There’s an old Irish proverb that says man to the hills, woman to the shore. It’s an idea that drew the attention of Seamus Heaney once, who found the contrast humorous and unsettling. Life brings us together and life pulls us apart he realized, and in between those tensions we all live.
In Sea Marks, a funny, unsettling and rather beautiful two-hander now playing at the Irish Repertory Theatre in New York, the Irish man is played by Rep regular Patrick Fitzgerald and the British woman by Tony nominee Xanthe Elbrick.
First we meet Colm (Fitzgerald), a forty-something west of Ireland fisherman who lives a challenging life by the sea, and then we meet the object of his fascination, Timothea (Elbrick).
A chance meeting between the pair leads Colm to later write her a letter in the hope of making a romantic connection. But time has passed and Timothea has no memory of her wooer at all.
Things change when she receives the next letters. It turns out that Colm has the rare gift of being able to paint vivid pictures with words. Timothea is first beguiled by his turn of phrase, and then by the personality behind the words.
Director Ciaran O’Reilly has cast this play so well that rapport between the pair leaps to life in their first moments together. Fitzgerald’s Colm has an affable, countrified air at first that masks his formidable intelligence.
Sartorially he’s a walking man of Aran but underneath? It’s one of the pleasures of the production that it takes its time to reveal both characters.
Colm has intuitively pursued the one person who will challenge his every piety and bring out what has been long dormant in him; from his unlived erotic life to his gift for poetry, she opens doors in his imagination that rescue his spirit and – in his mid-forties – finally allow him to grow up.
As the play opens there’s a lot of fun to be had in Fitzgerald’s lively performance, which sets the play’s tone but also sets the audience up a little.
In playwright Gardner McKay’s hands Colm emerges first as a free spirited Irish suitor who may just be pursuing someone a little out of his league and certainly out of his everyday world. But soon we come to realize that Colm is one of life’s beautiful misfits, neither fully at home on sea or land, or indeed even in his own skin.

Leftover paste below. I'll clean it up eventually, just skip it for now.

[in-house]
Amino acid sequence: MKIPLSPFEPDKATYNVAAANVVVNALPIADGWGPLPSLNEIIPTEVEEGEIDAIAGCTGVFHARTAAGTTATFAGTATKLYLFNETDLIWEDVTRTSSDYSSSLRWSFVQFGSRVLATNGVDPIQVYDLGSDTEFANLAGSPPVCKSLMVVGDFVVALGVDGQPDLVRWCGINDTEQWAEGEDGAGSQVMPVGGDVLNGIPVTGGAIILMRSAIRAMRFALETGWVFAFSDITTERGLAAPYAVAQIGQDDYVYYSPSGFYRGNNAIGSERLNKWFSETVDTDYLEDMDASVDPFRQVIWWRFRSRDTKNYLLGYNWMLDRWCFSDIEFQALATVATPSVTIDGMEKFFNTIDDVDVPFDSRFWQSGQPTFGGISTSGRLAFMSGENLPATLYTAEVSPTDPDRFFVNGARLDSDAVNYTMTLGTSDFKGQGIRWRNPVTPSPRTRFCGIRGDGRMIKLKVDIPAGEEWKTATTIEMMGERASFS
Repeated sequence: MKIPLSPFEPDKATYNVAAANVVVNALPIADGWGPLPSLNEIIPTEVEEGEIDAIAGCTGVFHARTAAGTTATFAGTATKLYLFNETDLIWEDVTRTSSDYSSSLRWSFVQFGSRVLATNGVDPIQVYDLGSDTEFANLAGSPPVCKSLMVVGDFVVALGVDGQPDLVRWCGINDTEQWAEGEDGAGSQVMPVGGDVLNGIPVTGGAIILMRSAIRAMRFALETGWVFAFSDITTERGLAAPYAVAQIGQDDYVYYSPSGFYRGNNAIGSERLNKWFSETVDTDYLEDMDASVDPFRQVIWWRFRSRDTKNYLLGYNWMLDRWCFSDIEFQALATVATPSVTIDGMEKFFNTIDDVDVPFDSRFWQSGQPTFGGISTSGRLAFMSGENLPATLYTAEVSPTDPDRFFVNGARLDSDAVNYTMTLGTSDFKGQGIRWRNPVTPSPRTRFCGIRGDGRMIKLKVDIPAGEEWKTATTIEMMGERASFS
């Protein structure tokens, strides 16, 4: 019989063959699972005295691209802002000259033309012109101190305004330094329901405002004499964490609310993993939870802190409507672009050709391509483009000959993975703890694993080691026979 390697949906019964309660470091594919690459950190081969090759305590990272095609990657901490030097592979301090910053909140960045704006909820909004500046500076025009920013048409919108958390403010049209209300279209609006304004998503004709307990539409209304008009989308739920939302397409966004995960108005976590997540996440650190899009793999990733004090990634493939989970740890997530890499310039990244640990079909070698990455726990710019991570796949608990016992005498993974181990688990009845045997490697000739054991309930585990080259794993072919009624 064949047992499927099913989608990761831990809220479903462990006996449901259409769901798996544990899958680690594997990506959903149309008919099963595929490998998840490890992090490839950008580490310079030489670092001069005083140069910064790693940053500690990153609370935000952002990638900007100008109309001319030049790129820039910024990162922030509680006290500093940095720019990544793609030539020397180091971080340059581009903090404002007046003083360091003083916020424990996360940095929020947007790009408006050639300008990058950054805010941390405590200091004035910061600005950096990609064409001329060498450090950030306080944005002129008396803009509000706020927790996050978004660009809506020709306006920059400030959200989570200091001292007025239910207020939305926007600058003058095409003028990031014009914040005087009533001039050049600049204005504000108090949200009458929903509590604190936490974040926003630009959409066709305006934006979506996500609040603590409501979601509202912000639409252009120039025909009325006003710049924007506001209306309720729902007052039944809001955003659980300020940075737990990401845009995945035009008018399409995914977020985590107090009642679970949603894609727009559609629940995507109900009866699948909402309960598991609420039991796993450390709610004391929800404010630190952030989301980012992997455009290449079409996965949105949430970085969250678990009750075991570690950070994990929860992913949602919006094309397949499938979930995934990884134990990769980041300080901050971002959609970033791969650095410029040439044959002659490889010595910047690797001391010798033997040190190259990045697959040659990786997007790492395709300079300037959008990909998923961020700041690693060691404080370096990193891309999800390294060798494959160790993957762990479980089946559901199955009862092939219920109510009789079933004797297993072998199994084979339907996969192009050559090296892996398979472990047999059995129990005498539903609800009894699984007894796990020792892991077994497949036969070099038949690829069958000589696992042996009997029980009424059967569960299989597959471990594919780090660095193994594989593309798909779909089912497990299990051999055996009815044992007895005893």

As Timothea, Elbrick creates a character worthy of anyone’s admiration. She’s all antic energy and smarts, in a charismatic and compelling stage performance that instantly explains Colm’s fascination with her.
In scene after scene, Elbrick matches Fitzgerald in both subtlety and depth as the play’s themes are revealed. Although it’s fair to say that Sea Marks is a rather cerebral script, it still provides for a marvelous degree of awkward physical comedy.
Colm and Timothy’s near disastrous first night together, which includes his first fumbling attempts at lovemaking, is watch it through your fingers embarrassing and yet simultaneously completely endearing.
Crucially, neither Fitzgerald nor Elbrick get ahead of their characters or ever condescend to comment on them. Instead they simply inhabit their respective roles and trust the text and the production to reveal the plays themes.
O’Reilly is a playwright’s ideal director in other words, because his instinct with Sea Marks is to be as unobtrusive as possible, and just like Colm’s long marvelous letters let the words create the world.
Tonally and thematically this show is quite an unusual production for the Rep, but longtime admirers of their work know how much they delight in surpassing your expectations, which Sea Marks certainly does.